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The journal will host subsurface geoscience and energy transition topics

EAGE welcomes a new co-owned journal: Geoenergy

EAGE and the Geological Society of London are proud to present Geoenergy, our new co-owned journal that will be launched in January 2023. In tandem with its sister journal, Petroleum Geoscience, it will focus on the publication of timely and topical research in subsurface geoscience and the emerging energy transition field. 

Officially announced in June, at the 83rd EAGE Annual Conference & Exhibition, Geoenergy’s key topics are expected to include energy storage, geothermal energy, subsurface disposal and storage, hydrogen energy, critical minerals and sustainability. 

A free one-year online subscription to Geoenergy will be added to your membership benefits in January 2023, next to the access of your journal of choice: Petroleum Geoscience, Near Surface Geophysics, Basin Research or Geophysical Prospecting

Welcoming the initiative, EAGE publications officer Peter Rowbotham said: ‘With EAGE’s priority to be member-centric, Geoenergy provides a home for those members wishing to publish their latest research and case studies in sustainable energies. By continuing to support the Petroleum Geoscience journal, both EAGE and the Geological Society of London acknowledge that energy transition encompasses both oil and gas as well as old and new non-fossil fuel energy topics’.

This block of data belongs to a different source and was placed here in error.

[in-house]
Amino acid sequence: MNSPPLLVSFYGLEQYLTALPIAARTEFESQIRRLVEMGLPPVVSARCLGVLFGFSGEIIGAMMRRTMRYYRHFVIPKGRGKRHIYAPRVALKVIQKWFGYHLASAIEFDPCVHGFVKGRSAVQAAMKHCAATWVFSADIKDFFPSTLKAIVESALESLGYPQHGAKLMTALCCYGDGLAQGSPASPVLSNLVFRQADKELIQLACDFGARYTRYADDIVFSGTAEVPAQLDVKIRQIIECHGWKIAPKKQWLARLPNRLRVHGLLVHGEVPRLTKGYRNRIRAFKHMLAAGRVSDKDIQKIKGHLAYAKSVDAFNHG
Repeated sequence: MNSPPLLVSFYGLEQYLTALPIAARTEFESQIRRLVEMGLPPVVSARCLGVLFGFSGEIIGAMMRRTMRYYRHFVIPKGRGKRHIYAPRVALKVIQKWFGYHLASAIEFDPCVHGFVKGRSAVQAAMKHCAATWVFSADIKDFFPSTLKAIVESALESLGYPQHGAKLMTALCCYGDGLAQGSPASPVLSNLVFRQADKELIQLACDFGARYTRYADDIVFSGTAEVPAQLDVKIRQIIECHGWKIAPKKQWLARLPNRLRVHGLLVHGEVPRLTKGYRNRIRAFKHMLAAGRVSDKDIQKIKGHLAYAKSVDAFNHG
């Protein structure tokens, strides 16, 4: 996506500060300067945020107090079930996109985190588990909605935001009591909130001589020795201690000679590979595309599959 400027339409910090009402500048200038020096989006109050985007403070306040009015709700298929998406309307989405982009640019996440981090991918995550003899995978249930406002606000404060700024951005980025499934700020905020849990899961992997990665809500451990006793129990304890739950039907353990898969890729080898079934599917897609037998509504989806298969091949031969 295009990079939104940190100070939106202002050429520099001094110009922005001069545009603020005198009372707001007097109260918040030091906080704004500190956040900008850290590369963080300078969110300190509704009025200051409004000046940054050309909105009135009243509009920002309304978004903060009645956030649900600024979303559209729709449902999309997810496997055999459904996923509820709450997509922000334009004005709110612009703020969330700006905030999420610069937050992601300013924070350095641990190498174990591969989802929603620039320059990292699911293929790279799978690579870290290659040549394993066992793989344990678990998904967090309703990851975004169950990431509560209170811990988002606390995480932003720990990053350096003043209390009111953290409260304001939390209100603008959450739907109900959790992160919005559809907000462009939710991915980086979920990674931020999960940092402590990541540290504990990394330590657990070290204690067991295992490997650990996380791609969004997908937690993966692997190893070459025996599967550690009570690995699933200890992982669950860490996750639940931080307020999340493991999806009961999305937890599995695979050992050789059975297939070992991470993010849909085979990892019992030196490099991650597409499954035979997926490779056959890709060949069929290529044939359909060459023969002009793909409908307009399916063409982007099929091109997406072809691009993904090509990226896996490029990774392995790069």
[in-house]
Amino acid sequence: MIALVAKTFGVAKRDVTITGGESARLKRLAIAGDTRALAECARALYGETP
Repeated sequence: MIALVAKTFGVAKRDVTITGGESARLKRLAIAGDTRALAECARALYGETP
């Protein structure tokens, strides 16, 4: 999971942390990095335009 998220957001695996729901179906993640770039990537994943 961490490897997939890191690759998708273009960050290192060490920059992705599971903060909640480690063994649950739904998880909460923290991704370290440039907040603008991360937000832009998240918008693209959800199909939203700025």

On the other hand, Rob Strachan, publications secretary from the Geological Society, said: ‘The Geological Society is delighted to be developing its collaboration with EAGE… The geosciences have a key role in the development of sustainable energies and the energy transition, and we expect Geoenergy to become a leading outlet for publication of key work in this area by an international geoscience community.

Help us to build our new journal by sending your work!


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Siddharth Misra


Prof Dr Siddharth Misra’s research focuses on improving subsurface characterization and prospect evaluation for the exploration of hydrocarbons, minerals and water resources.

His major contribution is in the theory of electromagnetic responses of geological formations to various charge polarization phenomena. The theory has enabled him to introduce a multi-frequency electromagnetic log-inversion technique to remove dielectric effects for improved estimation of hydrocarbon pore volume.


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